2010 Year-End Criminal Antitrust Update

January 5, 2011

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Last year, we reported that the U.S. authorities led the way in international cartel enforcement with more investigations, pleas, fines, and prison sentences than any other jurisdiction.  In 2010, however, while U.S. antitrust enforcement remained strong, much of the significant action occurred outside the United States, particularly in the European Union.  This shift not only underscores the increased and coordinated global enforcement of antitrust laws, but also reinforces that no place remains to hide from aggressive global antitrust enforcement. 

This update provides an overview of criminal antitrust enforcement in 2010 and a discussion of the key trends we see from that activity that are likely to continue into the next year and beyond.  Among the most notable developments from 2010 are the following:

  • In contrast to FY 2009, the pace of obtaining huge criminal fines by the Department of Justice, Antitrust Division ("DOJ" or "Antitrust Division") slowed — at least temporarily — marking a reduction from over $1 billion in FY 2009 to $555 million in FY 2010;
  • However, jail time for individual criminal antitrust defendants increased over the previous two years, reaching an average jail term of 30 months — the second highest ever; and
  • Public antitrust enforcement by jurisdictions outside the United States (particularly in Europe) ended the year on a strong note, with the European Commission imposing total fines in excess of €3 billion ($3.96 billion).

Enforcement by the Numbers

In Fiscal Year 2010,[1] the Antitrust Division filed 60 criminal cases and obtained $555 million in criminal fines for illegal conduct.  In these cases, 21 corporations and 63 individuals were charged.  Though the first quarter of FY 2010 got off to a fast start with almost a quarter billion dollars in fines obtained, the remainder of the year tapered off — particularly when compared to the last three years.  The $555 million in fines imposed in FY 2010 represents a 44.5% decline from FY 2009, and 2010 was the first year since 2005 in which total fines did not increase from the prior year.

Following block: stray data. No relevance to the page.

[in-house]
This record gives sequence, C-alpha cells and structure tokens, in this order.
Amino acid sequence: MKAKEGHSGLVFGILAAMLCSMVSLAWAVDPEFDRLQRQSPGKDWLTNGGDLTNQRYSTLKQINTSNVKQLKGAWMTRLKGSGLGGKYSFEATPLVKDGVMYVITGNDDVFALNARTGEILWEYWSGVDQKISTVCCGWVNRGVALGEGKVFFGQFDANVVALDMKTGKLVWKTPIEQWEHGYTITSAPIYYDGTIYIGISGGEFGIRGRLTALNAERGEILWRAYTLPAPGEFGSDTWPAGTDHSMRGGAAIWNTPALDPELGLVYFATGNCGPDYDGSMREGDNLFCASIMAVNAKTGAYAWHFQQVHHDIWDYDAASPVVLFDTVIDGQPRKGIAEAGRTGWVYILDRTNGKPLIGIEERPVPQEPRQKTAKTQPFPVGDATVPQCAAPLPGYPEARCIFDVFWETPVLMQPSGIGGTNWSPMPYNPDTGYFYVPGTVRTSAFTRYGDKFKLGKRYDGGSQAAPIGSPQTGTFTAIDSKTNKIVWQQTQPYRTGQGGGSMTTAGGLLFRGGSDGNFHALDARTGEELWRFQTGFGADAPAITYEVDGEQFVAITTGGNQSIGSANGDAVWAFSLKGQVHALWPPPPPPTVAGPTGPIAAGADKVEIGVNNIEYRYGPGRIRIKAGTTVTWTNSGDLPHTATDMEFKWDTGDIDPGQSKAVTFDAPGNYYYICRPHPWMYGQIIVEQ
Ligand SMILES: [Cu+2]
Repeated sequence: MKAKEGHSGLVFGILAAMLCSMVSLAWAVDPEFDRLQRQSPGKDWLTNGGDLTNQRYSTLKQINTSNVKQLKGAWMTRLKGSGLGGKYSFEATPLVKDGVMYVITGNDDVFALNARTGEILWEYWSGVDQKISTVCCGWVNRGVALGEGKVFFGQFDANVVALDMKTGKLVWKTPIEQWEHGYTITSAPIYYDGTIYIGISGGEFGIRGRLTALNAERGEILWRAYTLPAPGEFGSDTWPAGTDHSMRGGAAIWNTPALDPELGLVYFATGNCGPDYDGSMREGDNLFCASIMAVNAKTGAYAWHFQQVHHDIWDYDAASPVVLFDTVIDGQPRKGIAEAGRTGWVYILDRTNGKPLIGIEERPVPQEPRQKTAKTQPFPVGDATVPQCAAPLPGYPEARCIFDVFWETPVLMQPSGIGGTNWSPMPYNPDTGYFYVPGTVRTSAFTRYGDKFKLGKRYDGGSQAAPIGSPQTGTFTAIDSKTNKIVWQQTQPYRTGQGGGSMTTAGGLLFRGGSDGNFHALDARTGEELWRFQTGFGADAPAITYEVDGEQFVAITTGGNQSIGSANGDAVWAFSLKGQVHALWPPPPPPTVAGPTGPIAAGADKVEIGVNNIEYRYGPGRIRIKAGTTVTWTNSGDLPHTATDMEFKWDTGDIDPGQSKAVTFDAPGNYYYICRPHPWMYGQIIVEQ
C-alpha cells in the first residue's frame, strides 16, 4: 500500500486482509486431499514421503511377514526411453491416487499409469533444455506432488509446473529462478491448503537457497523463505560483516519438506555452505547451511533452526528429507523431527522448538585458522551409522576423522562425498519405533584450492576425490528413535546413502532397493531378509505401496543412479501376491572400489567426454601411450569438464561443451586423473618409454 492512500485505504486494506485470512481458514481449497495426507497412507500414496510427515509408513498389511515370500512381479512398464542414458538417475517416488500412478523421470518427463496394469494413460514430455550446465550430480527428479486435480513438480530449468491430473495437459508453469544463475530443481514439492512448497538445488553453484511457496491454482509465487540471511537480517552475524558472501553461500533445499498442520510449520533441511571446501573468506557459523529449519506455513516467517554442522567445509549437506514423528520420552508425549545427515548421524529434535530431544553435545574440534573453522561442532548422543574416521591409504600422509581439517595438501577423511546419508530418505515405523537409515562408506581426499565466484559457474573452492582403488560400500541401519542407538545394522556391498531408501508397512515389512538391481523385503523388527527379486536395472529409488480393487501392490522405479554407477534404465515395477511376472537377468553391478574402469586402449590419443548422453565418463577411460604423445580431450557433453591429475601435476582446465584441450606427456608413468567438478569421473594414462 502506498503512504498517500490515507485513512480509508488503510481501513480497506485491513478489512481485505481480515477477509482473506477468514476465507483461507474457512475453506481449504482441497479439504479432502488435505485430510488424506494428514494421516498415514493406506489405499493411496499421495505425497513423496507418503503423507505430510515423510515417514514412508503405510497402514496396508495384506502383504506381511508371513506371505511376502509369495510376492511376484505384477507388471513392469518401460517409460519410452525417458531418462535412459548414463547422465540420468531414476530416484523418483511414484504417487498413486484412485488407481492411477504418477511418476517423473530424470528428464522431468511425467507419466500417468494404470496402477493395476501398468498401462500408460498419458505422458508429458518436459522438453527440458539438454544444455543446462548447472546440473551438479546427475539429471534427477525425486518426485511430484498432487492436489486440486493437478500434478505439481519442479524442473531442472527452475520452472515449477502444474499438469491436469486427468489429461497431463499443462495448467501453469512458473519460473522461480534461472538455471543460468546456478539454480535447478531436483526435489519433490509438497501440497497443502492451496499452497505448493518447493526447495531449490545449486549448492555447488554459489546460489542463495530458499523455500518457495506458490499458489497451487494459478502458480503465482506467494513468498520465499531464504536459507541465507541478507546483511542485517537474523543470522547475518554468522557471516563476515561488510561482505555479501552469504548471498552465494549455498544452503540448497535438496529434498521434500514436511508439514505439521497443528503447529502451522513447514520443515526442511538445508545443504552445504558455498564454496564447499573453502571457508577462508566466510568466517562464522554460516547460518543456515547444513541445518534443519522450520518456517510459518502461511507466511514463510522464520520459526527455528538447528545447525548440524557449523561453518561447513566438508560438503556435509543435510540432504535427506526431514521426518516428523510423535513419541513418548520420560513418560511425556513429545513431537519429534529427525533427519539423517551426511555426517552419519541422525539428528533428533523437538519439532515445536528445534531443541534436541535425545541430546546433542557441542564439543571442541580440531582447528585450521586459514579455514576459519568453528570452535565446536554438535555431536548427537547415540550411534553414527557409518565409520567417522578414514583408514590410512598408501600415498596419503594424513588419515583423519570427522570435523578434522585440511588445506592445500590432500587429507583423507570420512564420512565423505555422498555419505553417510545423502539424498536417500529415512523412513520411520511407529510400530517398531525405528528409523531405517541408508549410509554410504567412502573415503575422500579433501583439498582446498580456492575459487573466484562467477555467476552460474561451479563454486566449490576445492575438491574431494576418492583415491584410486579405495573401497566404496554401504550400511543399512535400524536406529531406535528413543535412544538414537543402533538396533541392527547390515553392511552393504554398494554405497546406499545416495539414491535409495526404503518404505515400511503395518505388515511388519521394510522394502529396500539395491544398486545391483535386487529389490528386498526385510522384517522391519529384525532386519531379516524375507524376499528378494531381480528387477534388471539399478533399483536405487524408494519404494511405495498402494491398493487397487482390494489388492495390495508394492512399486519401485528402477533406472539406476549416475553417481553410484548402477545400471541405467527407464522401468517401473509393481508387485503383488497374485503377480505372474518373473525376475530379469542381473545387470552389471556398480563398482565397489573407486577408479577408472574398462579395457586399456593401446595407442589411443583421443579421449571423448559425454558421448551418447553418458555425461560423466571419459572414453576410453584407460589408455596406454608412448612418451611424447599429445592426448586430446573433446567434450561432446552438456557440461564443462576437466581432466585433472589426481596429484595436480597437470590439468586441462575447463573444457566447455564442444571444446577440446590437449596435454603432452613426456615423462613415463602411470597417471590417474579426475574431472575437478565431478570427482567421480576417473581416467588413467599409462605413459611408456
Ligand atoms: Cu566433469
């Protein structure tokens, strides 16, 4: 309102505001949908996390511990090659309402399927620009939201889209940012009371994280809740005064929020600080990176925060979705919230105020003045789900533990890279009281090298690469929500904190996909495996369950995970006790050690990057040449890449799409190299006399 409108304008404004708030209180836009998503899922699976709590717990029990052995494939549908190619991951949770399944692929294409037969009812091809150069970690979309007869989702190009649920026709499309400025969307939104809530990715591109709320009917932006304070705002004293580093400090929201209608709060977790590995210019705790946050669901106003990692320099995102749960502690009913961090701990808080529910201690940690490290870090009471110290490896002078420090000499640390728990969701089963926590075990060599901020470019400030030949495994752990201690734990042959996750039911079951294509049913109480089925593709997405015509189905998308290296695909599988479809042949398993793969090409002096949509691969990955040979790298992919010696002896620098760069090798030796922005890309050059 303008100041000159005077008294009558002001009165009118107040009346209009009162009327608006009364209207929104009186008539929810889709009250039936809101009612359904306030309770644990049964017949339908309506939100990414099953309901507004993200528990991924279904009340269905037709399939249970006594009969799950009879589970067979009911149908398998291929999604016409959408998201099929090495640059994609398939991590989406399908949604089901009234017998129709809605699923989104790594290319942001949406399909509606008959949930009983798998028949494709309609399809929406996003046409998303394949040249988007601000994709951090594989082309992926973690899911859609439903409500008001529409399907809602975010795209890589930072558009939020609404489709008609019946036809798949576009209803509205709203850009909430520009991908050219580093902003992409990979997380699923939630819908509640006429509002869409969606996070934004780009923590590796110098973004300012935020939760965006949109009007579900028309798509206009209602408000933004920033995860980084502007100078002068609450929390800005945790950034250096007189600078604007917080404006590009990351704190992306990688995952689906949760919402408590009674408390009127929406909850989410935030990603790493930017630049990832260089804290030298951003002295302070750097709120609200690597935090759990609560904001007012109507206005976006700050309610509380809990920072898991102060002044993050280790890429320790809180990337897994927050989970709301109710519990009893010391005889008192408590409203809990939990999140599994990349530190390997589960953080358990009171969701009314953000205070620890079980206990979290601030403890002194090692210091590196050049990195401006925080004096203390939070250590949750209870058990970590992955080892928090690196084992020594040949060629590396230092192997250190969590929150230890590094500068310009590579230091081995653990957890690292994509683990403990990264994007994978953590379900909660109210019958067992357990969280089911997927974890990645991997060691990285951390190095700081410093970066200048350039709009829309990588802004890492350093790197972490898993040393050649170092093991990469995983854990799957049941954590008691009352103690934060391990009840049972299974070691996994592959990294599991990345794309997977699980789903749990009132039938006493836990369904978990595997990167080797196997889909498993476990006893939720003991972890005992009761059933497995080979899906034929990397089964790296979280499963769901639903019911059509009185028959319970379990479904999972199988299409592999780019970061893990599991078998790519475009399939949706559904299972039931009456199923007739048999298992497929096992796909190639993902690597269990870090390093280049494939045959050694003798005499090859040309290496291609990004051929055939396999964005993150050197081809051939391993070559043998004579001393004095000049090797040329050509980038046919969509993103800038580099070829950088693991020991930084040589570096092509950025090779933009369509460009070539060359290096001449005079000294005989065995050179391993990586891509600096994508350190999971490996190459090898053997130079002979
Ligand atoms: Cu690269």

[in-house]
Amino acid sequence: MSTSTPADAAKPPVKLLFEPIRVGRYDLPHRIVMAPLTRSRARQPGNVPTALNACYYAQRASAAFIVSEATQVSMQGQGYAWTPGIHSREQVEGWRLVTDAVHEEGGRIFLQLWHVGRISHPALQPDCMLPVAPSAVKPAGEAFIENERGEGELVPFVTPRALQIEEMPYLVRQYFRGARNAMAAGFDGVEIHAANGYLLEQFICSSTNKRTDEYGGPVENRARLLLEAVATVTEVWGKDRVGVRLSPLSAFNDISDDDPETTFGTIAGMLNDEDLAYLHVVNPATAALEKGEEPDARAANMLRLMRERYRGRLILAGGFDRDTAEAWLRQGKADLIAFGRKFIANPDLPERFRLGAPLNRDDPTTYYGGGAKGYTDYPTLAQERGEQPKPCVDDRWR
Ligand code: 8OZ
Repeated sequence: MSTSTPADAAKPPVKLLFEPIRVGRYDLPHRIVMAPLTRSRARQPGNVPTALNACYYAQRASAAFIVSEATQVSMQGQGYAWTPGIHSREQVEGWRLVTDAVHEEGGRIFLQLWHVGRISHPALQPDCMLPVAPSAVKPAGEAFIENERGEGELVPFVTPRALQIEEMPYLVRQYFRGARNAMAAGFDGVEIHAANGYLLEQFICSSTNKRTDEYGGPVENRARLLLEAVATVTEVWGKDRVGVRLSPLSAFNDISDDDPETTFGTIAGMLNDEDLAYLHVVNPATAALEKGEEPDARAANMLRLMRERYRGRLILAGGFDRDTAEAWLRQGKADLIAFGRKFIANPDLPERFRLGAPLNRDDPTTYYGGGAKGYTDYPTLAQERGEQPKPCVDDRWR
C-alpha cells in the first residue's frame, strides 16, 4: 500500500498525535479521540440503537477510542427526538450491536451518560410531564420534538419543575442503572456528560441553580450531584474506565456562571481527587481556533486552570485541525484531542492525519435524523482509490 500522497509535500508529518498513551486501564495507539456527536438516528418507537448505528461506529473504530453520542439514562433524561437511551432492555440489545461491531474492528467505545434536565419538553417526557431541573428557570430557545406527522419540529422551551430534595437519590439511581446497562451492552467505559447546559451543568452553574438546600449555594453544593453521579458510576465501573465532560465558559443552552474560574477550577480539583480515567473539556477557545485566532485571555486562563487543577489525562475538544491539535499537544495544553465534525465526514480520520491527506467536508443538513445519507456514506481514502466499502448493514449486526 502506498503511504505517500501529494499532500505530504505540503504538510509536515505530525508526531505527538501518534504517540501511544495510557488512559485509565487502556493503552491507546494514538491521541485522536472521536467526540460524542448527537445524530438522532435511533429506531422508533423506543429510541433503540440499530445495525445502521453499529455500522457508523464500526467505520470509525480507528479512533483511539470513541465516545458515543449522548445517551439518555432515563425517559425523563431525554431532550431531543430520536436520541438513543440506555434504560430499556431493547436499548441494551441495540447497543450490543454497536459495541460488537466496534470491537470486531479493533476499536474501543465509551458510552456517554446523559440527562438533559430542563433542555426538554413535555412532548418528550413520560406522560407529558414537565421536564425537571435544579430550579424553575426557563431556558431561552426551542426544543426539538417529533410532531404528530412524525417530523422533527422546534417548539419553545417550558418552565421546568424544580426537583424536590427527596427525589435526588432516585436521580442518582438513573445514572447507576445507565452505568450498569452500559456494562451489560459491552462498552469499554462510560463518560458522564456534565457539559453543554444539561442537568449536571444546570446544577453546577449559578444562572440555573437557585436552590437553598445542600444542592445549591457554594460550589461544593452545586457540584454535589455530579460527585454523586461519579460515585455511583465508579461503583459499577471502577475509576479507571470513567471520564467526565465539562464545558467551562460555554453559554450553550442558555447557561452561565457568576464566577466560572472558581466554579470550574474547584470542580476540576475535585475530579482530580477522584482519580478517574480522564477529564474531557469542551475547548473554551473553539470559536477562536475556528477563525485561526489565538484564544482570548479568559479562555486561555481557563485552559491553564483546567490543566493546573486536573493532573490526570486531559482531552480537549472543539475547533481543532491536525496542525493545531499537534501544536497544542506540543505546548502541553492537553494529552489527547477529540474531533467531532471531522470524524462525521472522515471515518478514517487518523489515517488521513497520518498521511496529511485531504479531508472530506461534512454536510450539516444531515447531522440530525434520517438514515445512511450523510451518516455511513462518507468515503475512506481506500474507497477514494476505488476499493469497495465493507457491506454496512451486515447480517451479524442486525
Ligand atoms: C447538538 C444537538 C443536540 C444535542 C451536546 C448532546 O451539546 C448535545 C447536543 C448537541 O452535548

This decline most likely reflects the simple ebb and flow of large grand jury investigations.  Indeed, Christine Varney, the Assistant Attorney General for the Antitrust Division, recently reaffirmed that "international cartel work remains a top Department priority."[2]  Moreover, this year’s $555 million in fines is significant by historical comparison — it ranks among the top five highest fine years in the history of U.S. criminal antitrust enforcement.  Still, as the chart below shows, this year did mark a change from the previous four consecutive years of steadily increasing fine totals.

Trends In Criminal Antitrust Fines

Trends In Criminal Antitrust Fines 


The main drivers of the FY 2010 fines are illustrated in the following table, which lists all fines exceeding $10 million for FY 2010 and the first quarter of FY 2011. 

United States Fines of $10 Million or More in FY 2010 and 1Q FY 2011[3]  






$220 million

Chi Mei Optoelectronics



$91.8 million

Embraco North America

United States


$73 million
(FY 2011)

All Nippon Airways


Air Cargo

$49.1 million




$48 million
(FY 2011)

Singapore Airlines Cargo


Air Cargo

$40 million
(FY 2011)

China Airlines


Air Cargo

$38 million
(FY 2011)

Northwest Airlines

United States

Air Cargo

$30 million

Hannstar Display



$17.4 million
(FY 2011)

Polar Air Cargo

United States

Air Cargo

$11.9 million
(FY 2011)

Panalpina World Transport


Freight Forwarding


As the table above indicates, the majority of the fines imposed in 2010 related to DOJ’s ongoing investigation into the air cargo industry but came after the end of FY 2010.  The largest fine during this period, however, was the $220 million fine imposed on Chi Mei Optoelectronics Corp. in the TFT-LCD investigation early in FY 2010.

Though aggregate fines have trended upward in recent years, large fines are not new to the criminal antitrust arena.  DOJ recently published a table on its website summarizing all historical Sherman Act violations yielding a corporate fine of $10 million or more.[4]  As of November 15, 2010, there were 78 instances of corporate fines exceeding $10 million.